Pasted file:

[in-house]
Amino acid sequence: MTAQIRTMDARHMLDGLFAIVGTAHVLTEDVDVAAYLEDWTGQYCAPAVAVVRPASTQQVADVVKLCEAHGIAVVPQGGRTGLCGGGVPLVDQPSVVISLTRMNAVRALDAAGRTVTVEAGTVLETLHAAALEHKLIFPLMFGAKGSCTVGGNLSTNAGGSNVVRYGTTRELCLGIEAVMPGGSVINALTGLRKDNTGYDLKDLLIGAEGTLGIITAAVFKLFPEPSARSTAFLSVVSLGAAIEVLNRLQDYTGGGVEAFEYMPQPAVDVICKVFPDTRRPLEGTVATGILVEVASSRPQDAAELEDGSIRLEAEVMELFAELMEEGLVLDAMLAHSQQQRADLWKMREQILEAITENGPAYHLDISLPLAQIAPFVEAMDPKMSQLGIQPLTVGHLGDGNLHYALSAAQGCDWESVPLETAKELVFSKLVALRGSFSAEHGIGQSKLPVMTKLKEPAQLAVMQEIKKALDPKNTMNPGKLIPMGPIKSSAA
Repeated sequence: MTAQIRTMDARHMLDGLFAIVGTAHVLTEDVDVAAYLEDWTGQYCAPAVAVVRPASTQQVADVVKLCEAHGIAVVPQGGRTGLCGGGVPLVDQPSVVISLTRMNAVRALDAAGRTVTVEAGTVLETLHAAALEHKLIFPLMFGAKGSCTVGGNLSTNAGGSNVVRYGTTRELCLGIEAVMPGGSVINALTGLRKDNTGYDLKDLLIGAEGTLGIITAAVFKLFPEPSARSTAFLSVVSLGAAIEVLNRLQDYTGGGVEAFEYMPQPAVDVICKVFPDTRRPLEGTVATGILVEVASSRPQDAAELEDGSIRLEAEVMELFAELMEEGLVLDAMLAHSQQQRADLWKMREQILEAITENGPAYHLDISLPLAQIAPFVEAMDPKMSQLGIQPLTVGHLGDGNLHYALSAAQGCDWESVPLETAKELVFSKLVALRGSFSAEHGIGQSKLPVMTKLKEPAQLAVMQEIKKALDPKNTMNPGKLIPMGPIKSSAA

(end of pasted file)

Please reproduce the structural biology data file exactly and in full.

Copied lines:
[in-house]
Amino acid sequence: MTAQIRTMDARHMLDGLFAIVGTAHVLTEDVDVAAYLEDWTGQYCAPAVAVVRPASTQQVADVVKLCEAHGIAVVPQGGRTGLCGGGVPLVDQPSVVISLTRMNAVRALDAAGRTVTVEAGTVLETLHAAALEHKLIFPLMFGAKGSCTVGGNLSTNAGGSNVVRYGTTRELCLGIEAVMPGGSVINALTGLRKDNTGYDLKDLLIGAEGTLGIITAAVFKLFPEPSARSTAFLSVVSLGAAIEVLNRLQDYTGGGVEAFEYMPQPAVDVICKVFPDTRRPLEGTVATGILVEVASSRPQDAAELEDGSIRLEAEVMELFAELMEEGLVLDAMLAHSQQQRADLWKMREQILEAITENGPAYHLDISLPLAQIAPFVEAMDPKMSQLGIQPLTVGHLGDGNLHYALSAAQGCDWESVPLETAKELVFSKLVALRGSFSAEHGIGQSKLPVMTKLKEPAQLAVMQEIKKALDPKNTMNPGKLIPMGPIKSSAA
Repeated sequence: MTAQIRTMDARHMLDGLFAIVGTAHVLTEDVDVAAYLEDWTGQYCAPAVAVVRPASTQQVADVVKLCEAHGIAVVPQGGRTGLCGGGVPLVDQPSVVISLTRMNAVRALDAAGRTVTVEAGTVLETLHAAALEHKLIFPLMFGAKGSCTVGGNLSTNAGGSNVVRYGTTRELCLGIEAVMPGGSVINALTGLRKDNTGYDLKDLLIGAEGTLGIITAAVFKLFPEPSARSTAFLSVVSLGAAIEVLNRLQDYTGGGVEAFEYMPQPAVDVICKVFPDTRRPLEGTVATGILVEVASSRPQDAAELEDGSIRLEAEVMELFAELMEEGLVLDAMLAHSQQQRADLWKMREQILEAITENGPAYHLDISLPLAQIAPFVEAMDPKMSQLGIQPLTVGHLGDGNLHYALSAAQGCDWESVPLETAKELVFSKLVALRGSFSAEHGIGQSKLPVMTKLKEPAQLAVMQEIKKALDPKNTMNPGKLIPMGPIKSSAA